AMN Interviews: John King

jk_new by Anna FinkeFresh off a residency at New York’s iconic Stone, versatile composer John King will be premiering a piece for six pianos in that city on Friday, May 22nd & Saturday, May 23rd, 8pm, at the Knockdown Center, 52-19 Flushing Avenue, Maspeth, NY 11378. He took some time to talk to AMN about his background and works.

Tell us about your history. How did you get interested in music originally, and how did it lead to your current output?

I always begin with my first live music concert which was the Muddy Waters Blues Band playing at the Guthrie Theater in my home town of Minneapolis. I was 14 or 15 at the time and can clearly remember the raw energy, the excitement, the power of the music. I had been playing electric guitar in some bands, but from then on I threw myself into Chicago blues, Howlin’ Wolf, Buddy Guy, B.B. King, and then some of the rock’n’rollers like Little Richard and Chuck Berry. By the time I was a junior in high school, I was playing in 2-3 bands, had added Jimi Hendrix into my influences and with that came a whole new approach to improvisation, experimentation with sound, like that….At the same time, I was realizing there were other aspects to music which I hadn’t connected with, and very much wanted to, so a friend and I began studying 16th century counterpoint, I added violin and piano to instruments I was studying and I began to “compose” little pieces in those early styles – canons, fugues, chorales, even a short concerto for piccolo and orchestra! When I was a senior the school orchestra performed the concerto – my first big “concert” after playing many clubs and small venues around Minnesota. From there I studied composition more formally with a professor from the University of Minnesota, and he introduced me to the “classics” – Mozart, Haydn, Beethoven, Brahms, and even into the 20th Century with Debussy, Schönberg, Stravinsky, Stockhausen, Cage, Boulez. And I was trying my hand at writing pieces with those composers as models. I did not go directly to college from high school but did those studies in the “gap year.” Then I applied to CalArts where I went for 3 years, graduating a year early and where I studied with Morton Subotnick, James Tenney and Leonard Stein. After graduating, I moved to New York where I settled in, writing more “uptown” music at the beginning, but then finding my way to the downtown improv scene, and also had the opportunity to meet John Cage after sending him a cassette tape of some of my music, and him writing back saying he wanted to hear more, after which he commissioned me to write my first piece for the Merce Cunningham Dance Company in 1985. I owe a great deal to that long association with the artists, composers, musicians and dancers of the MCDC from 1985 to 2011 when the company ended. And along that way I was also working with various ensembles, string quartets, singers, other dance companies and at each stage exploring new ways of working, conceiving and imagining sound.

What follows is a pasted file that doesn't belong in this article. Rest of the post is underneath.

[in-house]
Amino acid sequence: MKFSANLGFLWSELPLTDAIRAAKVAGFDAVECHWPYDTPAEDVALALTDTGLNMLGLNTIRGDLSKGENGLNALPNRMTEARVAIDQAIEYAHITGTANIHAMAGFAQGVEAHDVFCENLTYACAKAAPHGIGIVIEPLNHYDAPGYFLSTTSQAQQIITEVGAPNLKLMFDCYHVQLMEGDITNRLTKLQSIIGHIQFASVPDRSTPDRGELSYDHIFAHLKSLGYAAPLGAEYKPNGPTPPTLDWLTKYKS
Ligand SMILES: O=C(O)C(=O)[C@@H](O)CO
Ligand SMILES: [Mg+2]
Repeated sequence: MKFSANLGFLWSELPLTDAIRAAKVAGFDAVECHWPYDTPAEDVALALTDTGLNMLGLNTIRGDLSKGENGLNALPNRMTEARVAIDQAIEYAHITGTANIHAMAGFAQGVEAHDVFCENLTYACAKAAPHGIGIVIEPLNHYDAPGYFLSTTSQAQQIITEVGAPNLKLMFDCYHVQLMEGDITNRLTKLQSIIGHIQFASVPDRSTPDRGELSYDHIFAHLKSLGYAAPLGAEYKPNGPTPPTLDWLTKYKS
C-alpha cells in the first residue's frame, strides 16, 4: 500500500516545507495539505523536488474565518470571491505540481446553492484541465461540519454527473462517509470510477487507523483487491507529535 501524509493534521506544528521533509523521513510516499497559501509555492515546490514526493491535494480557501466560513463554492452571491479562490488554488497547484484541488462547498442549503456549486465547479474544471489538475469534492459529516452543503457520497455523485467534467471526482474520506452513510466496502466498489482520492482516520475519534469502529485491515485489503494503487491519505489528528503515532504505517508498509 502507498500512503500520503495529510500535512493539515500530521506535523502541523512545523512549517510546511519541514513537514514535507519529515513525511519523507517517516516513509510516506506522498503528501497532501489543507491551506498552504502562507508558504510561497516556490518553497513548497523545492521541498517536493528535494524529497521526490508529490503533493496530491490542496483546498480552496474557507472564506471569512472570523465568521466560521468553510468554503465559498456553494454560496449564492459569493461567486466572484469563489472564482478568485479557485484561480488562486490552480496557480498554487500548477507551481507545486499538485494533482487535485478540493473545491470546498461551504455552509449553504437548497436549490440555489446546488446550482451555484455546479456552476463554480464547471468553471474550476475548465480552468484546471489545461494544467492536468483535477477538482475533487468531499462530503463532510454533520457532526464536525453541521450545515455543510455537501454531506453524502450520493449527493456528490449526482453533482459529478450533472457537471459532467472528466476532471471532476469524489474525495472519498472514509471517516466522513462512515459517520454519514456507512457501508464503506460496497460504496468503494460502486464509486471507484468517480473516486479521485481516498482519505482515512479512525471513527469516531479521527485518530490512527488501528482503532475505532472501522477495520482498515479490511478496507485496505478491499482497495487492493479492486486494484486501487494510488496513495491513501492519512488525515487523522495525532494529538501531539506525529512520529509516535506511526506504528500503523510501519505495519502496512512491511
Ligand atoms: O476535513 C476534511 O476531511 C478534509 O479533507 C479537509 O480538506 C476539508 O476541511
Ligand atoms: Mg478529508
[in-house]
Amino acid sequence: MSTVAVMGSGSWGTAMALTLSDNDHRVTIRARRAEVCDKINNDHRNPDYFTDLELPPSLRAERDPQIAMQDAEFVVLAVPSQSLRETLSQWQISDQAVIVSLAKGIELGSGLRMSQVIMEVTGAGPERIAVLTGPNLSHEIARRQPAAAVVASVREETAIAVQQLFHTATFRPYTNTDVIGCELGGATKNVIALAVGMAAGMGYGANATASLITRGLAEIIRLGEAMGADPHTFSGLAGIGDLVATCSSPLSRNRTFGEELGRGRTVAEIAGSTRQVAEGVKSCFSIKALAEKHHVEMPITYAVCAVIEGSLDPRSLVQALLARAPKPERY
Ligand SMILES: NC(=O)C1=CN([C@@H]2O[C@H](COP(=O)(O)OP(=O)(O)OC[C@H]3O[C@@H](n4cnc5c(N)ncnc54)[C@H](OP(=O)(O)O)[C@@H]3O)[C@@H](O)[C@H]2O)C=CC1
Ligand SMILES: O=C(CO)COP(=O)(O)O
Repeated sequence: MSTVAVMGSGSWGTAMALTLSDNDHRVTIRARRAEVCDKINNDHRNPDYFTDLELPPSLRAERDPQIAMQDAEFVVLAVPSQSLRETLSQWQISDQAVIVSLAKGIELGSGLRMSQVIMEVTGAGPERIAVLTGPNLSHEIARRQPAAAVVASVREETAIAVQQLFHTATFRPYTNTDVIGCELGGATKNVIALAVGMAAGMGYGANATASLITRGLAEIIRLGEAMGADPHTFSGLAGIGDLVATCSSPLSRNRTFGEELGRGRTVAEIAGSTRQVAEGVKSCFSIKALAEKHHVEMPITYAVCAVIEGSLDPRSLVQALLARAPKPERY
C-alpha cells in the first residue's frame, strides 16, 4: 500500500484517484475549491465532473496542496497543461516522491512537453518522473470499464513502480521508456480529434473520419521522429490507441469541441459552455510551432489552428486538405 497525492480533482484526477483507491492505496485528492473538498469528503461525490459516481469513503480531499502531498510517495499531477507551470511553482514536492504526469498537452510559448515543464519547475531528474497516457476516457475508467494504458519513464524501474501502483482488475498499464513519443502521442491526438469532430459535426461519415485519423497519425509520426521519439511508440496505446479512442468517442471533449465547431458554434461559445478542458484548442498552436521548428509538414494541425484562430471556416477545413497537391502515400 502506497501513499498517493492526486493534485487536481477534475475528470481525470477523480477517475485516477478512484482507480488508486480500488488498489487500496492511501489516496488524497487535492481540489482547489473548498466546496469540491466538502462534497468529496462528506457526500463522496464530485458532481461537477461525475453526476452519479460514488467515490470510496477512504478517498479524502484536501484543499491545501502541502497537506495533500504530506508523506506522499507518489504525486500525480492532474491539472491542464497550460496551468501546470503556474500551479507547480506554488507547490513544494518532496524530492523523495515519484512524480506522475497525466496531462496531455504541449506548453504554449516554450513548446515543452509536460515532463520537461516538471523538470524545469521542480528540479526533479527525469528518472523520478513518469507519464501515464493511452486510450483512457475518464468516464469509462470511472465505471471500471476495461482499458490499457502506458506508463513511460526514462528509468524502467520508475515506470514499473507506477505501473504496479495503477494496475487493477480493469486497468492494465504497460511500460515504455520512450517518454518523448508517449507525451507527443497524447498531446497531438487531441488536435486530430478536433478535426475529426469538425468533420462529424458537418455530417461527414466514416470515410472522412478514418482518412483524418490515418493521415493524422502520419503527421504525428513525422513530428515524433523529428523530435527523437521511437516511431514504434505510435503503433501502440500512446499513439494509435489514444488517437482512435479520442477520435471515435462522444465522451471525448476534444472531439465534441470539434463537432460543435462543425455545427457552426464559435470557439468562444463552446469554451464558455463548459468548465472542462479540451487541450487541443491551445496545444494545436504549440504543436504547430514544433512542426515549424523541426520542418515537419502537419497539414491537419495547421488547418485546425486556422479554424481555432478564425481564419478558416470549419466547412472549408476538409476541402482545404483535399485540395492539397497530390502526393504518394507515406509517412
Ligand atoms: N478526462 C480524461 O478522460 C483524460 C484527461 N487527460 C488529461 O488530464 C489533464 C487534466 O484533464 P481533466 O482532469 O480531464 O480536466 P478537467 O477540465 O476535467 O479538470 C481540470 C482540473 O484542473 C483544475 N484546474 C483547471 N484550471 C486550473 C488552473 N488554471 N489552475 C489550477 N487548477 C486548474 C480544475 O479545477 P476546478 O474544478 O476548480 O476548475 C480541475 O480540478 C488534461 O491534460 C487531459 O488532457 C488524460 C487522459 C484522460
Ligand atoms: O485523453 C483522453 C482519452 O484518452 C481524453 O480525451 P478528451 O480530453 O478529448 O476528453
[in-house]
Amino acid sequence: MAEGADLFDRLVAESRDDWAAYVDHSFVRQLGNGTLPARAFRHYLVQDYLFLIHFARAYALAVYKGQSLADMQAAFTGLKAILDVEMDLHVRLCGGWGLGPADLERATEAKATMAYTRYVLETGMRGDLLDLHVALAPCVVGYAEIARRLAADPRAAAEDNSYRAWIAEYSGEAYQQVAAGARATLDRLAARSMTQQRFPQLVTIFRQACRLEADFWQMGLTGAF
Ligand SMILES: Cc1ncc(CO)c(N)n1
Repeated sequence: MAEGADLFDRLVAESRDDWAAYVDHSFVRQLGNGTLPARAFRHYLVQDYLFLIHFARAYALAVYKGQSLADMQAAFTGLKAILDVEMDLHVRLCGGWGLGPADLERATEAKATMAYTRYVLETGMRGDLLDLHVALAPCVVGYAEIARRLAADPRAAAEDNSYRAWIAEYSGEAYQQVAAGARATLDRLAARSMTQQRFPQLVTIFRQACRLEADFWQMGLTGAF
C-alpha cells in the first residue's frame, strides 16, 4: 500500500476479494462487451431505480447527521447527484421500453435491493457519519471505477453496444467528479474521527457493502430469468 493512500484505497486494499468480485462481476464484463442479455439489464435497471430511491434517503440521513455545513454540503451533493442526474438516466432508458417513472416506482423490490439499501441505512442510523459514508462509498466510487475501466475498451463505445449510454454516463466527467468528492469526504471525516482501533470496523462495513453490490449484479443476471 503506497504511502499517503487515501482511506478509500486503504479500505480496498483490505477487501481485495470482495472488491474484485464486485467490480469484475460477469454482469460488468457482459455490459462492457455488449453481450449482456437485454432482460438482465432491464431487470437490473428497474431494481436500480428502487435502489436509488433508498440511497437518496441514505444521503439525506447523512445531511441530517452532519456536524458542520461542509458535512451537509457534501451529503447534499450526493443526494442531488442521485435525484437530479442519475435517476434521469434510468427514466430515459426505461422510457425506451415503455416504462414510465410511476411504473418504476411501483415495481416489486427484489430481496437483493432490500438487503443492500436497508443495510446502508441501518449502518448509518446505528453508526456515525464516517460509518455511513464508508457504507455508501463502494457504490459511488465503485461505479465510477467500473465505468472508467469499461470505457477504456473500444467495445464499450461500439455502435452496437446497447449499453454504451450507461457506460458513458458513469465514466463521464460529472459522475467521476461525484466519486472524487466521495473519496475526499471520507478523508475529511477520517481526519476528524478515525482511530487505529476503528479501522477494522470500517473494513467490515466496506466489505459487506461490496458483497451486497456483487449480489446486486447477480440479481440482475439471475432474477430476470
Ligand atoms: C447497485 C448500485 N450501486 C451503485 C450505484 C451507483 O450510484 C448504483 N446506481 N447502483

Your use of instrumentation is quite varied – do you start with an idea and then choose the instruments on which to express it, do you choose the instruments first, or is the process more complicated than that?

Of course, if the piece comes from a commission, then I’ll go with that instrumentation, and if it’s my choice for written music I often use the string quartet as my basic ensemble….which can be expanded to other colors as well. I’ve written pieces for string orchestra, percussion quartet and full mixed large orchestra for conceptual ideas that seemed to need realizations with those sonic colors. In about half my output I use live electronics which are like parallel compositions to the live acoustic music it is processing and transforming. When improvising or working in an open sonic ensemble I play electric guitar, electric viola, oud and recently ngoni.

Given the diversity of your compositions, your influences are hard to pin down. Are there any in particular that can be called out?

As I said before I think Jimi Hendrix as an explorer of sound, an experimental approach to the sonic moment – he was a big early influence. Then John Cage, who was doing more or less the same, but with different materials….also Mort Subotnick, David Behman and David Tudor for their approaches to electronics and live electronics as compositional systems.

How do you integrate indeterminacy into your composition, especially the operas?

For many years now I have been interested in time and its organization, so in the operas indeterminate aspects were used to organize time/duration/ordering of materials, as well as locations on the stage, orchestral parts, live video elements, choreographic uses of the same space shared with the singers. As a friend described it, I was constructing a massive “traffic cop” to say when/what/where singer A would sing “aria X” and then if that were happening, where/what/when/for how long dancers could share the stage with the singer, where would be the possible entrances/exits for the singer/dancers. It sounds very chaotic but when we did the opera “Dice Thrown” at CalArts, the collaborative team were very skeptical at first when I described the manner in which these parts came together, and came together differently for each performance. But then in the end, we did 3 performances, each different, with all these changing parts, arias, movements, choruses, video, stage design, live electronics, orchestral elements – all shifting for each show, yet everyone knew exactly what/where/when to perform and it all worked seamlessly and quite beautifully, without there needing to be any “director” besides a chance-determined “traffic cop.”